As I read through the web for conversations, questions, ideas about depression, I am struck by how many people who write to forums and blogs are desperately asking for help not for their own depression but for that of their spouses, partners, loved ones. So often, they report bewilderment. They feel stunned to find anger and rejection in place of love. How can it be that the person I have known so well is suddenly different, alien, hostile and wants to break out of the relationship that is so precious?
What is this longing to leave that so many depressed people feel? I have no simple answer to that, but I can describe my own tortured experience with an almost irresistible drive to break out and start a new life.
I spent many years feeling deeply unsettled and unhappy in ways I could not understand. Flaring up in anger at my wife and three great young boys became a common occurrence. I’d carry around resentments about being held back and unsatisfied with my life, fantasizing about other places, other women, other lives I could and should be leading. My usual mode was to bottle up my deepest feelings, making it all the more likely that when they surfaced it would be in weird and destructive ways. I’d seethe with barely suppressed anger, lash out in rage and, of course, deny angrily that anything was wrong when confronted by my wife.
I was often on the verge of bolting, but there were two threads of awareness I could hold onto that restrained me invisibly. One was the inner sense that until I faced and dealt with whatever was boiling around inside me I would only transplant that misery to a new place, a new life, a new lover. However exciting I might imagine it would be to walk into that new world, I knew in my heart that it would only be a matter of time before the same problems re-emerged.
The other was a question I kept asking myself – What is it that I am leaving for? What was this great future and life that I would be stepping into? Could I even see it clearly? More often than not, the fantasy portrayed a level of excitement I was missing.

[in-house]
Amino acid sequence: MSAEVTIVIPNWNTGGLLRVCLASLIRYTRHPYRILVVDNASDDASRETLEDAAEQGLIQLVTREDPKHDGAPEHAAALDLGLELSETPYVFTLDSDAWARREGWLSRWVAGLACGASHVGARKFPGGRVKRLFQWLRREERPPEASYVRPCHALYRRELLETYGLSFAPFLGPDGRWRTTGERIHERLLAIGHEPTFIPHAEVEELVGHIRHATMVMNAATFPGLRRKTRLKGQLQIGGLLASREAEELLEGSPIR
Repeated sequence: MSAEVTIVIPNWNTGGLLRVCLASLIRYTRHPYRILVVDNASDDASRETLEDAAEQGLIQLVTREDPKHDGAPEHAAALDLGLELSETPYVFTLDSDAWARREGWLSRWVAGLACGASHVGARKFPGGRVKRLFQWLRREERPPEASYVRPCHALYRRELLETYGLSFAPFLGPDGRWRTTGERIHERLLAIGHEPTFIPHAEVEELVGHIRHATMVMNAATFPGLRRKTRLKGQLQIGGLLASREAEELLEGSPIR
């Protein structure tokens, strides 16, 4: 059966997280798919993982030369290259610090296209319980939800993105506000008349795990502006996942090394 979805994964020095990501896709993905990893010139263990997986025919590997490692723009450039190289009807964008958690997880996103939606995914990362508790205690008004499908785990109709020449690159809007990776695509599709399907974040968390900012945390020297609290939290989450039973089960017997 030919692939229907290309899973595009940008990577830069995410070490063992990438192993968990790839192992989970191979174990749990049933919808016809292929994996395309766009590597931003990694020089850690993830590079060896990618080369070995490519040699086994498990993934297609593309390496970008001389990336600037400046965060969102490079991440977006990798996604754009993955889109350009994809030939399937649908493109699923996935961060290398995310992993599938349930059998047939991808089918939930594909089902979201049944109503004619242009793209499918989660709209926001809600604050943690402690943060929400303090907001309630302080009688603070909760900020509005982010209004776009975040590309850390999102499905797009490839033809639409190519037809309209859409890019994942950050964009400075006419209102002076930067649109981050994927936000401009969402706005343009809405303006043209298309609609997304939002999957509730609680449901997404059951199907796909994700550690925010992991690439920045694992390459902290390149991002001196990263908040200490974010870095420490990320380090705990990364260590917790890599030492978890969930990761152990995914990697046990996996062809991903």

Some buried part of me knew that a life based on getting high – on non-stop brain-blowing excitement – wasn’t a life at all. Maybe it wasn’t alcohol or drugs that lured me, but it was surely the promise of intense and thrilling experience, the perpetual opening scene of an adventure film without the need to wait for the complicated plot to unravel. There was no real alternative woman out there waiting for me, only a series of fantasies with easy gratification, never the hard part of dealing with a complicated human being in a sustained relationship. And inwardly I knew that after the initial burst of energy wore off, I would still face the fears, depression and paralysis of will that had plagued me for so long.
That bit of consciousness kept me from breaking everything up and leaving the wonderful family that I’m blessed with.
So just imagine what my wife was going through. She had to face the rejection of my anger at the deepest levels. At the worst of it, she had to hear me telling her she wasn’t enough for me, that I needed more than she could give. And the tension and pain between us, the frequent rage that I felt, spilled into the lives of my children in ways that slowly and painfully were to emerge over time. That is the hardest part of talking about this now, to grasp how my closest loved ones disappeared from awareness into the haze of my own self-hatred, my own feeling of emptiness that I was desperately trying to fill. I had no idea how my behavior spread in its impact, like widening circles in water, to touch so many around me.
I’ll continue with this theme and try to get at what can be done or said to someone possessed of a longing to leave.